DA calls for loan payment 'holiday' for SMMEs affected by coronavirus
The Democratic Alliance (DA) wants banks and other financial institutions to freeze loan repayments by small businesses by at least four months as part of its proposed measures to mitigate the impact of coronavirus on the economy.
The party governing the Western Cape has also suggested that small, medium and micro- enterprises be excused by their landlords from paying rent for their businesses.
The DA announced their proposals on Tuesday, saying the coronavirus pandemic would have a devastating impact on the already ailing economy.
It argued that their drastic measures needed to be introduced to cushion the economy from further harm.
“For the economic survival of businesses and families, we're proposing a nationwide four- month payment holiday on loans — in particular property loans, business loans and vehicle loans,” said the DA's spokesperson on finance, Geordin Hill-Lewis.
“By extending the terms of these loans by four months and allowing borrowers to pause their payments for those months, businesses and families will receive immediate and very significant financial relief.
“This will help small business maintain the cash flow necessary to stay open and keep paying their employees. It also acts as a form of bridging finance for these companies during the difficult months ahead.
“Instead of waiting for the flood of requests to come in [from small businesses], government, banks and the Reserve Bank should act proactively now to announce these relaxed payment terms. This has fast become the preferred intervention of governments across the globe. Already this programme is being rolled out in China, France, Italy, the United Kingdom, most of the Gulf countries and Canada.”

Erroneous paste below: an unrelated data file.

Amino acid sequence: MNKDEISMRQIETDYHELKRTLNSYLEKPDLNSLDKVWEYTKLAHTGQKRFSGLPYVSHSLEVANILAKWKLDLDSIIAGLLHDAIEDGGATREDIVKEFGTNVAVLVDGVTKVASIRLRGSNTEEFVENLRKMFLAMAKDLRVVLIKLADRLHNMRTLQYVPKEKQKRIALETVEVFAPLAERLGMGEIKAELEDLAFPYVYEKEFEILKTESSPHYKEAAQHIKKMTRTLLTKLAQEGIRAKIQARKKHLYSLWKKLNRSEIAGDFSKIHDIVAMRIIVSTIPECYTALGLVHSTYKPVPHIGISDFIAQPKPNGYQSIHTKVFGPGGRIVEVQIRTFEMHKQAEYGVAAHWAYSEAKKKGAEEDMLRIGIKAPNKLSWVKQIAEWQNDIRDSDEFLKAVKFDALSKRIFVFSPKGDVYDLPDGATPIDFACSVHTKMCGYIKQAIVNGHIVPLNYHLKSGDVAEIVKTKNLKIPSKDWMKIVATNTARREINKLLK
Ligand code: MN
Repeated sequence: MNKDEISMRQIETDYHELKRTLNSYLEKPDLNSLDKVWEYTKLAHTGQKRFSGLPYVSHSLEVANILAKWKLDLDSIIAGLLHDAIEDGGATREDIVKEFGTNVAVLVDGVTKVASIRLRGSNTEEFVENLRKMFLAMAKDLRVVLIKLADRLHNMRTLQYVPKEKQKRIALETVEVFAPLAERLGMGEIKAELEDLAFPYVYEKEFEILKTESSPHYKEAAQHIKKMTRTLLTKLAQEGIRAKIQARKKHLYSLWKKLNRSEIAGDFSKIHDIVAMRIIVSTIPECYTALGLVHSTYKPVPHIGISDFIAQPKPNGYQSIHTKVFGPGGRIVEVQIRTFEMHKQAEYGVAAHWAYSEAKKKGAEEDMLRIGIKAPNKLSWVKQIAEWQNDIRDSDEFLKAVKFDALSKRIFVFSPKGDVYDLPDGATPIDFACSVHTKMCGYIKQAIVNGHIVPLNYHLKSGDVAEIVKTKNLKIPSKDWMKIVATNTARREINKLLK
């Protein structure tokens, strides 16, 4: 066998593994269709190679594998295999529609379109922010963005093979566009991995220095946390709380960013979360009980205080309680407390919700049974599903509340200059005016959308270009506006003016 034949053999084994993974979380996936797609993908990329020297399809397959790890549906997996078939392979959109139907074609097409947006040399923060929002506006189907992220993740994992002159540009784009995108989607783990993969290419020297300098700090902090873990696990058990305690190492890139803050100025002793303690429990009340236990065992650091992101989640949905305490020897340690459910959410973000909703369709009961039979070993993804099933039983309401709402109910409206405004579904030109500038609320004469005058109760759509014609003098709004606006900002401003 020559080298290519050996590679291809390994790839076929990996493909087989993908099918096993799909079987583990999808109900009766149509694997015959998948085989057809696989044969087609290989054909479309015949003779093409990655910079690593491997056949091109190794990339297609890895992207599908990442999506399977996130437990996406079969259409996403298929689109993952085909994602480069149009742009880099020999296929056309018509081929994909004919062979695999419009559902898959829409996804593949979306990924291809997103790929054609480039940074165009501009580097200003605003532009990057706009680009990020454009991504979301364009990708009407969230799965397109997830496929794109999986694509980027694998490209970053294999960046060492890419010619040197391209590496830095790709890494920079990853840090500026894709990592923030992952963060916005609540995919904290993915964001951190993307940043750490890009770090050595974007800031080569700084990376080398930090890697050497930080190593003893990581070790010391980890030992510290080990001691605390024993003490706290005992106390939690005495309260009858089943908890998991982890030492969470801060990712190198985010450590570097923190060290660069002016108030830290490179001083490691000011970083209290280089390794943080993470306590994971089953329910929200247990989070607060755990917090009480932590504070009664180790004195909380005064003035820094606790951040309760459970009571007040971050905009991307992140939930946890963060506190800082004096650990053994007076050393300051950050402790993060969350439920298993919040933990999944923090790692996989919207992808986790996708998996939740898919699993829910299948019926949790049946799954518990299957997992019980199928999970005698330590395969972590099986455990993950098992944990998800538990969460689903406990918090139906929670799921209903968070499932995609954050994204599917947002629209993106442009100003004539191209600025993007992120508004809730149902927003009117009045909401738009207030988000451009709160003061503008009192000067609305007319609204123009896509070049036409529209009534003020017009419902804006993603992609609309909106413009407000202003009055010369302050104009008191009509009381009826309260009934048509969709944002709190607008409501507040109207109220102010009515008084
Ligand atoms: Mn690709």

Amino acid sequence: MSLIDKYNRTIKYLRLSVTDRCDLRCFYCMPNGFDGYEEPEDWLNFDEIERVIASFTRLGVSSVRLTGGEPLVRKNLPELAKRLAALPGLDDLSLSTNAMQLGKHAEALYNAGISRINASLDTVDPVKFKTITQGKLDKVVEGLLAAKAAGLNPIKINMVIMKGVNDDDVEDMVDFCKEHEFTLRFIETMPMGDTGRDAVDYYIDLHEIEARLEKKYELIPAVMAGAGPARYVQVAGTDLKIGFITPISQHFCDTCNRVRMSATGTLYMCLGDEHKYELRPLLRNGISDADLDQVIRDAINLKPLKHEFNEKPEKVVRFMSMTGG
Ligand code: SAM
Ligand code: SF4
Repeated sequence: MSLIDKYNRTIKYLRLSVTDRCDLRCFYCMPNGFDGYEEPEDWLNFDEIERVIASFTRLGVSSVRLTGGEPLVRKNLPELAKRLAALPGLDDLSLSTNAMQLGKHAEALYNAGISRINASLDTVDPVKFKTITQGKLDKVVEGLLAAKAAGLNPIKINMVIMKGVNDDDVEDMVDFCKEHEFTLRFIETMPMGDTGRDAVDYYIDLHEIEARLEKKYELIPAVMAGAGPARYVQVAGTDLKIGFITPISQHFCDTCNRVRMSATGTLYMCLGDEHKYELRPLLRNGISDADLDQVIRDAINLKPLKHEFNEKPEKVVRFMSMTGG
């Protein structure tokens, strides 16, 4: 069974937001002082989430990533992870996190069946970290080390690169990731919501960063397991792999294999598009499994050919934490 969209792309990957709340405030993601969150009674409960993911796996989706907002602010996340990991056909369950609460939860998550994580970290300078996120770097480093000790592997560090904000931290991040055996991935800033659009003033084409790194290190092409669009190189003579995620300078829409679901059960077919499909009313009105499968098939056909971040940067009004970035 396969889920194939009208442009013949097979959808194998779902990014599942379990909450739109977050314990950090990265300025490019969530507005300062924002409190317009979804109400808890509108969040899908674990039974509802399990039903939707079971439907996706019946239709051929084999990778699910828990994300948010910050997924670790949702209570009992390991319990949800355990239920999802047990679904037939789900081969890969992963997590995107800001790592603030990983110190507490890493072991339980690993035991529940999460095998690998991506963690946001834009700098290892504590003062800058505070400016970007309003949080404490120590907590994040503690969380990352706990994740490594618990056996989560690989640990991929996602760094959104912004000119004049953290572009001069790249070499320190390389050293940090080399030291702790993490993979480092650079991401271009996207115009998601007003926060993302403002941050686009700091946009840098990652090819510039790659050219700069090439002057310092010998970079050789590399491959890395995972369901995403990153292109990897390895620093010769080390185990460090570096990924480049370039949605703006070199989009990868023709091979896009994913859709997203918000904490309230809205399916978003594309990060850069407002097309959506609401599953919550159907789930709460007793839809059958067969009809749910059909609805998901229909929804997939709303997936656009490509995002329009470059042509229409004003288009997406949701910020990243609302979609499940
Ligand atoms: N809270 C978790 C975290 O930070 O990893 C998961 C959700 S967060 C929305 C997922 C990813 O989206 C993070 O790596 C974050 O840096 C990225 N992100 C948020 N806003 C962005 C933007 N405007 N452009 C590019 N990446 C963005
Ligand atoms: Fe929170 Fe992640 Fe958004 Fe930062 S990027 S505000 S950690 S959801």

DA interim leader John Steenhuisen said the party would be tabling its proposals before President Cyril Ramaphosa on Wednesday morning in Cape Town, when he is due to meet political parties represented in parliament.
The DA said it would also suggest to Ramaphosa and finance minister Tito Mboweni that the R16bn that government has set aside as a financial rescue package for SAA be diverted towards programmes aimed at tackling the coronavirus.
Steenhuisen argued that it would be better to use the money to augment public health resources to fight the coronavirus, instead of saving the loss-making SAA, which has been bleeding billions of rand for years.